Regular readers of this blog know that a cat came out of the woods in the coldest days of January to live with us. Reading back, I see that we first thought Winter was a male. Then we changed our minds. Does thinking make something true? She is a very affectionate animal. She sleeps at night in the utility room where her food and pan are kept convenient. (And her bed of polar fleece…) This is because our house is open and for years I woke to the requirements of our household, children and animals included. I could hear every skitter, every nightmare, every call for water. Now I want to sleep. I don’t want to listen to a cat on the kitchen counters or else racing around the way they do in the dark. (All our earlier cats were nocturnal. They loved to knock things over and sneak about at night.) So once John’s fed her in the morning, she runs up to join me in my bed where she’ll find me drinking my first cup of coffee. And the thing is, I know her. She’s affectionate, as I wrote, and she loves to lie alongside me and have her stomach rubbed. She has gentle paws. A lovely face, with beautiful dark-lined eyes.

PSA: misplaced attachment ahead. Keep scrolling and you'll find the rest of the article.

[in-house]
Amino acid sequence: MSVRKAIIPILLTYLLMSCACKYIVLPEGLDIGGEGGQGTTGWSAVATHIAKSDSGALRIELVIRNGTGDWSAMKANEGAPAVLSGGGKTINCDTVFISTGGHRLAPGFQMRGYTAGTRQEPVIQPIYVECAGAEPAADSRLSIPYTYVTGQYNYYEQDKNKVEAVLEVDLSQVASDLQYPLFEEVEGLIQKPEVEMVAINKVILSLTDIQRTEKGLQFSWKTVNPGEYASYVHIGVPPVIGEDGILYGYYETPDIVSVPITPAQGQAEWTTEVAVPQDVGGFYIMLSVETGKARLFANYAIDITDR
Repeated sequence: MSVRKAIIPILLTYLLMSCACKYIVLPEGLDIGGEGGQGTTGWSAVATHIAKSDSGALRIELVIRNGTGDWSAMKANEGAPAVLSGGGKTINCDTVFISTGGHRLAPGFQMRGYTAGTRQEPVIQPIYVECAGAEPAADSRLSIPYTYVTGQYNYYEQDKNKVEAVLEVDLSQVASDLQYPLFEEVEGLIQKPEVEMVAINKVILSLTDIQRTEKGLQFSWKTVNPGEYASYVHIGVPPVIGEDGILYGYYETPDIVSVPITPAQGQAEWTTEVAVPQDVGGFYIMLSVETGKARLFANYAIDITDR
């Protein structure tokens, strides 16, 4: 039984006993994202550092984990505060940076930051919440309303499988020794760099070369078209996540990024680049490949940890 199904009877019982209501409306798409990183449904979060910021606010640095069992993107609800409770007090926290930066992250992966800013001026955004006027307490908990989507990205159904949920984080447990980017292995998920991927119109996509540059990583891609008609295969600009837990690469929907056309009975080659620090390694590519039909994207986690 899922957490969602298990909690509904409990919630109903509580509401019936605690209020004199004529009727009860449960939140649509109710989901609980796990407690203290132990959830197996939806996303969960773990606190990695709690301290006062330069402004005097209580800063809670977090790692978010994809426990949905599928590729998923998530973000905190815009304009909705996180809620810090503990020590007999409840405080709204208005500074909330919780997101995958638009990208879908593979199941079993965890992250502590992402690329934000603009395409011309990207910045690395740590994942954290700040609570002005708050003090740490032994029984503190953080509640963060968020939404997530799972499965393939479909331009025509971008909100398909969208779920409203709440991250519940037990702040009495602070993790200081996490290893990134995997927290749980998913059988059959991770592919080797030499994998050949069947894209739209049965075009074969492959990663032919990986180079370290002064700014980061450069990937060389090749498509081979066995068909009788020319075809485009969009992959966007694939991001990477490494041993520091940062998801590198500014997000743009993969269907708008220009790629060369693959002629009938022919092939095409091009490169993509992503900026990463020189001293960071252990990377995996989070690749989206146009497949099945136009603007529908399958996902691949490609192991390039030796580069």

Last night, as I was reading in bed, before it was time to take her down to her own bed, I glanced over and saw her washing her…penis. So our months with
her him have been a time of Shakespearean subterfuge? In our defense, I have to say that this cat’s colouring is complicated. And under the tale tail (you can tell I’m having trouble with pronouns, and more, this morning)? More complicated still, as everything is dappled. So what could be a little bulge (is a bulge, as it turns out) looked like spots. It will take some time for me to think of Winter as anything but a sweet girl but of course it doesn’t matter. I woke this morning thinking of Shakespeare’s deep understanding of the fluidity of gender and remembered all the mornings I greeted the cat with, “You’re a lovely girl, aren’t you?” And you know, she he didn’t once agree. Or disagree.
Oh Time, thou must untangle this, not I.
It is to hard a know for me t’ untie.
(Viola, in Twelfth Night)